The world is mourning for the lives lost this past week in Paris. The attacks at Charlie Hebdo and a local Kosher grocery store have transfixed our attention yet again on terrorism…at least for the moment. World media would have you believe that this was a surprise and is focusing on the cold-blooded barbarity of those following al Qaeda in Yemen or ISIS in Syria/Iraq, while questioning whether the attacks highlight some deficiency in preparedness on behalf of Western governments. The media fixates on what this all means. Does this indicate the activation of other terrorist cells? What countries are under the most threat? What about terrorists entering the United States? What about the dreaded “lone wolf?” How could this have happened?
U. S. officials continue to look at these incidents as crimes. They do not want to acknowledge that we are at war; after all, this President campaigned on getting us out of war. Moreover, they do not want to say who we are at war with…or most certainly who is at war with us. Our government continues to talk about how we have degraded “core” al Qaeda, statements are made in terms of “destroying” ISIS, and it seems as though we think these are all small splinter or fringe groups that are more annoyance than real threat. We consistently react to each crisis, rather than taking serious steps to prevent them. Most recently, no senior U.S. official thought it necessary, or even smart, to attend a Paris rally with several other world leaders, including the heads of Israel and the Palestine Authority, making us seem out of touch with what is happening in the world. In speeches over the past couple of years, former House Intelligence Committee Chairman, Mike Rogers, would recall a statement that he saw scribbled on a wall at a forward operating base in Afghanistan: “America is not at war; America is at the mall.”
We rally around Charlie Hebdo for three basic reasons. First, the attacks were on a European ally’s soil, and if it can happen there, it could happen here. Second, we have labeled this as terrorism, and we are now sensitized to this term to the point that many believe that we are at war with terrorism, forgetting that terrorism is a tactic, not an organization. The third reason is because we see the attacks as a direct affront to a cherished Western democratic value: freedom of speech and expression. Whether we agree with the satirical handling of issues by the Hebdo cartoonists, it is their basic right to express themselves, as it is ours to agree or disagree. And so, we sit in somber outrage, waiting on another world leaders’ conference, which President Obama has called for in mid-February.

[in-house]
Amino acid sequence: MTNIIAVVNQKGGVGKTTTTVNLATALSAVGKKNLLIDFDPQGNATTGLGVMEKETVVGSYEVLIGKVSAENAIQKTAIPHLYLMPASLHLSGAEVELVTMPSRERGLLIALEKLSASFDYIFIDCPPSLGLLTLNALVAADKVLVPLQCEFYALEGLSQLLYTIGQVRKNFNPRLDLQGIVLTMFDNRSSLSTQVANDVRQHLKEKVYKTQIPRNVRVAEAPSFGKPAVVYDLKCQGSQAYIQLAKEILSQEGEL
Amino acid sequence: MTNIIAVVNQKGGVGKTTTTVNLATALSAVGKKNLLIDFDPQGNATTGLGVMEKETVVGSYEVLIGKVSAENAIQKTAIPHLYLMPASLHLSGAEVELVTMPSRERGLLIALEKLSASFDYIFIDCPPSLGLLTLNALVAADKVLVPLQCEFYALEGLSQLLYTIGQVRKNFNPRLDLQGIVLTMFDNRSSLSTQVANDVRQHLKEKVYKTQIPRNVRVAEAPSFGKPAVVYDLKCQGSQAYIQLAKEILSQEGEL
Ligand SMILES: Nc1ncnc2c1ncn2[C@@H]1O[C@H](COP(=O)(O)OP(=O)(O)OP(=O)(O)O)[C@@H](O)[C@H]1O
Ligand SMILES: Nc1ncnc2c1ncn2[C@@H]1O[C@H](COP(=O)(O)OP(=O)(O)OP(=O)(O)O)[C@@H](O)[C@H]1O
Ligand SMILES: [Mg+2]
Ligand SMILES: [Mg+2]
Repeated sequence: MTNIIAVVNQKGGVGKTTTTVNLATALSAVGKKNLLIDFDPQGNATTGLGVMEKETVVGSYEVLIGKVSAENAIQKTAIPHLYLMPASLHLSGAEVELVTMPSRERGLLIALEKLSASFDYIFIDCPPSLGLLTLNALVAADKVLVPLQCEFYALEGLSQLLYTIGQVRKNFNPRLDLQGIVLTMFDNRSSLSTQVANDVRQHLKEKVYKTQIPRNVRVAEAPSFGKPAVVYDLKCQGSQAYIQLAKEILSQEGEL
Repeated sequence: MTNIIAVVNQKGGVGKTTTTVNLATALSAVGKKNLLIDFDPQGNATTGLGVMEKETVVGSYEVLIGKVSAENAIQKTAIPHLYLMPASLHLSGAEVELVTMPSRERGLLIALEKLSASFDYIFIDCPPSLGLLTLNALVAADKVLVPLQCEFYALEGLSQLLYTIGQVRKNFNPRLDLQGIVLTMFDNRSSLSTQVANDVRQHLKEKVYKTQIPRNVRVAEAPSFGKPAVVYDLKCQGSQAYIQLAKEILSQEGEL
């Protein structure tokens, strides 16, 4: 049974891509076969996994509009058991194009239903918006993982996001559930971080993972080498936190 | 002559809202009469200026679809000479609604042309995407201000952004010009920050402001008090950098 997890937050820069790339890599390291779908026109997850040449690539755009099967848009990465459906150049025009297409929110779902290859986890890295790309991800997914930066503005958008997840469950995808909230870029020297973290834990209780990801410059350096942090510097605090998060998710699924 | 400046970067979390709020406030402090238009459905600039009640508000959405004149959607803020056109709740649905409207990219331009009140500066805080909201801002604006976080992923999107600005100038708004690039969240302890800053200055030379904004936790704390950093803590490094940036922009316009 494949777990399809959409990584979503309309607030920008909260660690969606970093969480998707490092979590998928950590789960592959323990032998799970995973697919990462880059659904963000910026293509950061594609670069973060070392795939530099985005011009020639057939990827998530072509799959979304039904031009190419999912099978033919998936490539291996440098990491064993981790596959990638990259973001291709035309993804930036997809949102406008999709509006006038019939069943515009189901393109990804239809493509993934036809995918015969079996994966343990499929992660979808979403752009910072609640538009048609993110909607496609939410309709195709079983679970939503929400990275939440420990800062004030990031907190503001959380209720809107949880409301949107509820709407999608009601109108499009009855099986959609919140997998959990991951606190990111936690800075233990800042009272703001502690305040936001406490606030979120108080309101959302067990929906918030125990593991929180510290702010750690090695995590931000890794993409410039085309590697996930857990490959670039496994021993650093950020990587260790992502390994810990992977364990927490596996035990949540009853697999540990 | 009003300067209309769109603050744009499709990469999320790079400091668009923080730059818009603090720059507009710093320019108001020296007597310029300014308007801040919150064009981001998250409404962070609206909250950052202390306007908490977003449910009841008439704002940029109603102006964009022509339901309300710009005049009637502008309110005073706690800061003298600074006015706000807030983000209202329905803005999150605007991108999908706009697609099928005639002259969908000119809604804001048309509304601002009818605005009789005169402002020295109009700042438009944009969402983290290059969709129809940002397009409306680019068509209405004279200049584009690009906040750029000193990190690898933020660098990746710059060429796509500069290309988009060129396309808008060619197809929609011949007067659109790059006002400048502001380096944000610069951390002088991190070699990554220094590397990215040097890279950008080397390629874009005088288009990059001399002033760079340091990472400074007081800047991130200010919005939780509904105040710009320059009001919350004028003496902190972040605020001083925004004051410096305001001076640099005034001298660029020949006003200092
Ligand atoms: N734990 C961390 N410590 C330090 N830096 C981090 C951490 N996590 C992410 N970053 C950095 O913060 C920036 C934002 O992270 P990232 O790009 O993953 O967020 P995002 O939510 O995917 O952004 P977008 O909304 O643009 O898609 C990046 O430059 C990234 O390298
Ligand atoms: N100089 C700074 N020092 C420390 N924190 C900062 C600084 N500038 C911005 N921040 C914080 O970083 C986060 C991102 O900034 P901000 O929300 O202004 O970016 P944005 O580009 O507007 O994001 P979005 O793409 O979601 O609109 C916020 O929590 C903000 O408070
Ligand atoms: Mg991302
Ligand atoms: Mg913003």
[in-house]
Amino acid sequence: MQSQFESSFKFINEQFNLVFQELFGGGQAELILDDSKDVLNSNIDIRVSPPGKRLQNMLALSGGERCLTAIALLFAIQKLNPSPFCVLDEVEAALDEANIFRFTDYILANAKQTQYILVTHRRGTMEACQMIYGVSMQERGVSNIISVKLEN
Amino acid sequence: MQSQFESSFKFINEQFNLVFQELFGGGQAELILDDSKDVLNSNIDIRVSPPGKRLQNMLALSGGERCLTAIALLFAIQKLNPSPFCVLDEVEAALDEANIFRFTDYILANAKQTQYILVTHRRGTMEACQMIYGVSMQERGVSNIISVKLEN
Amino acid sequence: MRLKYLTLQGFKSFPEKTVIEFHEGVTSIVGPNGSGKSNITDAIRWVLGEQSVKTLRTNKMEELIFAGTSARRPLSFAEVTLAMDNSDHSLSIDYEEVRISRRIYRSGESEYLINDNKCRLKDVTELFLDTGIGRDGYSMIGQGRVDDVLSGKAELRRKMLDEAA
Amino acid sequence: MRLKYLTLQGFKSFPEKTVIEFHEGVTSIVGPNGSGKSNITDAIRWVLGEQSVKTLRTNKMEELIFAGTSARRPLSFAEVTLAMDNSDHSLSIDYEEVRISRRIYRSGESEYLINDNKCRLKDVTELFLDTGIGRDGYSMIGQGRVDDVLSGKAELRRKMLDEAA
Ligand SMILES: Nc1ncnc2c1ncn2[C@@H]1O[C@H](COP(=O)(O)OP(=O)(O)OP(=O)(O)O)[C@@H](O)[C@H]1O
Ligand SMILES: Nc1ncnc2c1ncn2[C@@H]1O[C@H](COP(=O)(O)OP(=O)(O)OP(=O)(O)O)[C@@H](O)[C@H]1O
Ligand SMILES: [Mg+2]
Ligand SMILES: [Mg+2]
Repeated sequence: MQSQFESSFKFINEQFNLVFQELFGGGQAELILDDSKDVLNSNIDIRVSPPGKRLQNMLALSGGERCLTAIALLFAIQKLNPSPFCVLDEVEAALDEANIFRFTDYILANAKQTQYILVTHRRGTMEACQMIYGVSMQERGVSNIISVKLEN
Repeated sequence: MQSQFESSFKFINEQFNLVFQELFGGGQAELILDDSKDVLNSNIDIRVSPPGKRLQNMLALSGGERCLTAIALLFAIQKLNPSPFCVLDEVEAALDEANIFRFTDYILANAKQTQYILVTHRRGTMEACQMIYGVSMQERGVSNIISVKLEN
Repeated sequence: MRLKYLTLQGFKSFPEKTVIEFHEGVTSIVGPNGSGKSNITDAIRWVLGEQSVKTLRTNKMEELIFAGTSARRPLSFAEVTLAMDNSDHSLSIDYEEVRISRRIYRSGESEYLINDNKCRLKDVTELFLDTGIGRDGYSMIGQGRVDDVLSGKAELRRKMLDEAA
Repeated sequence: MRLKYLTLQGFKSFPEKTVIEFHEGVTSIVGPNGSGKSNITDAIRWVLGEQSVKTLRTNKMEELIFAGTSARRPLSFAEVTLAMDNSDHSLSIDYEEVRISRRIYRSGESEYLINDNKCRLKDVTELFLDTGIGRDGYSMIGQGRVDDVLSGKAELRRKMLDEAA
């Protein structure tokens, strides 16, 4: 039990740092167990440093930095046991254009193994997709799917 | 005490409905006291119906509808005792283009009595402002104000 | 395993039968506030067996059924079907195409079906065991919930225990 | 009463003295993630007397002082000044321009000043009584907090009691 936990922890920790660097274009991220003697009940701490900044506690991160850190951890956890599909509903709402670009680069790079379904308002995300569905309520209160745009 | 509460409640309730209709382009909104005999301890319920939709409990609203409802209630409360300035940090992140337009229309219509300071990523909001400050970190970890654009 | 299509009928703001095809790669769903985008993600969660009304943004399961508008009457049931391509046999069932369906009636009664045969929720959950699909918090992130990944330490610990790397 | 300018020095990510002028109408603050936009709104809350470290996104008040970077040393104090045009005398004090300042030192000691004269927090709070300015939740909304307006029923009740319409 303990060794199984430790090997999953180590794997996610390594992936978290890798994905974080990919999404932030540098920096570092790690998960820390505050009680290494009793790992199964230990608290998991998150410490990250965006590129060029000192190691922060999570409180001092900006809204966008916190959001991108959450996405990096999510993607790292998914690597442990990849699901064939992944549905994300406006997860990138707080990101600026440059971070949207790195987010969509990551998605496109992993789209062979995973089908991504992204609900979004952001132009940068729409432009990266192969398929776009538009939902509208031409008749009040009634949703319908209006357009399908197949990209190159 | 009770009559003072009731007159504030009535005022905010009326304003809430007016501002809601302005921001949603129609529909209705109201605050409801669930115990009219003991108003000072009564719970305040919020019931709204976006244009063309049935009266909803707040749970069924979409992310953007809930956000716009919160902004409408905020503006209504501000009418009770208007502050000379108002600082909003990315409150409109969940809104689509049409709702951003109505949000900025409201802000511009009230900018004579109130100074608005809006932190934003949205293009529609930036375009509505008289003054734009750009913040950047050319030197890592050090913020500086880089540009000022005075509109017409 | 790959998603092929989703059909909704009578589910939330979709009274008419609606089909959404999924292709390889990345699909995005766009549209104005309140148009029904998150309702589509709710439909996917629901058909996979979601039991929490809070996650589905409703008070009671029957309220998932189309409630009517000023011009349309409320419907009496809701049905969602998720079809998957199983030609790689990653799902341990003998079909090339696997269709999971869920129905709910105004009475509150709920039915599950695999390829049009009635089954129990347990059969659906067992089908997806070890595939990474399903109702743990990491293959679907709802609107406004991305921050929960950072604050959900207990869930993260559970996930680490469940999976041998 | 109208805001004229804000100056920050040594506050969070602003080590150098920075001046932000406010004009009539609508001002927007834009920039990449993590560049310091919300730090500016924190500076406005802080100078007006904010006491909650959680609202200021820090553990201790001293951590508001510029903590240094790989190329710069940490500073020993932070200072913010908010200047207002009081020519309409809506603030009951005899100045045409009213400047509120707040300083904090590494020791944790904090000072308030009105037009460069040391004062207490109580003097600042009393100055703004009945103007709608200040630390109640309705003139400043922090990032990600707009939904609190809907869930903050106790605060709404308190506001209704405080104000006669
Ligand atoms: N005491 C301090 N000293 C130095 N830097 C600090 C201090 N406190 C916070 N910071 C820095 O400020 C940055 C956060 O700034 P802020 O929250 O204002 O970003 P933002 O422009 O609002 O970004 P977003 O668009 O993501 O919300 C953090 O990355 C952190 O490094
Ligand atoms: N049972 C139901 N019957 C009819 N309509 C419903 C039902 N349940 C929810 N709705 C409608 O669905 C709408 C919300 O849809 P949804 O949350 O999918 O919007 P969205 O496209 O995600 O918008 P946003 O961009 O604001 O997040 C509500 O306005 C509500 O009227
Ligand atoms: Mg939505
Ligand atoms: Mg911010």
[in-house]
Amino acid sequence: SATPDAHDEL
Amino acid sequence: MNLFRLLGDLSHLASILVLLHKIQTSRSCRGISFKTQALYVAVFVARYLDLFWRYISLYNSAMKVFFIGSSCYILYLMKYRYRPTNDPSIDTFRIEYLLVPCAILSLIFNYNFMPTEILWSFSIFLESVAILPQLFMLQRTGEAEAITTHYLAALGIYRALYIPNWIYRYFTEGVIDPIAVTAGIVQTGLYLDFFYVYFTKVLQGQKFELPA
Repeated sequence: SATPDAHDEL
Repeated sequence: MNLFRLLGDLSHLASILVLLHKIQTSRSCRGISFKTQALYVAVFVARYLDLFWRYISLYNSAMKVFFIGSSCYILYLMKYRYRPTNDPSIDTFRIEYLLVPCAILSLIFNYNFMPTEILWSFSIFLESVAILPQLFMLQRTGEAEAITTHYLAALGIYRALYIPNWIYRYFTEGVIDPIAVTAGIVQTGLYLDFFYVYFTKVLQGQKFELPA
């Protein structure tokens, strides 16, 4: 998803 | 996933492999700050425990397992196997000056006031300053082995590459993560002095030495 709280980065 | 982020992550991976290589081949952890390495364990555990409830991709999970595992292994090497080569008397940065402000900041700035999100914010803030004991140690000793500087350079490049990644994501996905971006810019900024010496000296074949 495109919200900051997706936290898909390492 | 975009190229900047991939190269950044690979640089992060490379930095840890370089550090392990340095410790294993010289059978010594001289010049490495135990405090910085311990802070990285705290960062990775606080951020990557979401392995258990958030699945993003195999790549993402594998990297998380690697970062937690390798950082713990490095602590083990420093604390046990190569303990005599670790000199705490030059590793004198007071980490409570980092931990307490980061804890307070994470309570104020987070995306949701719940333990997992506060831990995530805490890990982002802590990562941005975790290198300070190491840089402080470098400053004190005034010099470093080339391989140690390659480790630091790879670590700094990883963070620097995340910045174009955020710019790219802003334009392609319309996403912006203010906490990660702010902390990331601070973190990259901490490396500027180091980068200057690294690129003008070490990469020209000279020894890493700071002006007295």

At the same time as the attacks in Paris occurred, we learned that hundreds of innocent men, women, and children were slaughtered in Baga, Nigeria, by Boko Haram, an Islamic fundamentalist organization. This is the latest in a growing abundance of brutality and barbarity that is of equal or greater scale to the incidents associated with ISIS or al Qaeda in Yemen. Yet, as usual, our attention is not drawn to these incidents as they are to Europe or the Middle East; they are in Africa, you see, and they are Africans killing Africans. We have a very hard time understanding Africa, that it is a continent of fifty-plus countries, not one country itself, and that these attacks are every much an affront to democracy, free speech, and human rights as is the attack on Charlie Hebdo. We cannot yet see that their problems become our problems within the next decade.
The fact is that the two incidents — the attacks in Paris and those in Nigeria — are inextricably linked. They are linked by the growing influence of fundamentalism; Salafi Islam, a radical version of Islam. This version of Islam does not take its main tenets from the Quran, but from hadiths that are particularly skewed toward a strict adherence to Sharia law and a violent approach to non-believers, including Muslims who do not subscribe to the strict tenets of Sharia law. Aided by sophisticated mechanisms of financing (including drug trafficking, human trafficking, and money laundering), an adept use of social media to spin their message and recruit others to their cause, and a passive, non-vocal majority of Muslims who are both confused and fearful of speaking out against any part of Islam, they have gained organization, weapons and finances that have allowed them to consistently expand their following. Their goals are debasement and elimination of secular states, the establishment of Islamic states (regional — not on arbitrary colonial boundaries — and based on Sharia law), and either the conversion of all people to Islam or the elimination of non-believers. Their targets are Western values and governments as well as anyone who is not Muslim (by their strict definition). They seek “safe havens” from which to organize and operate; typically found in fragile or failing states like Afghanistan in the early-to-mid 1990s.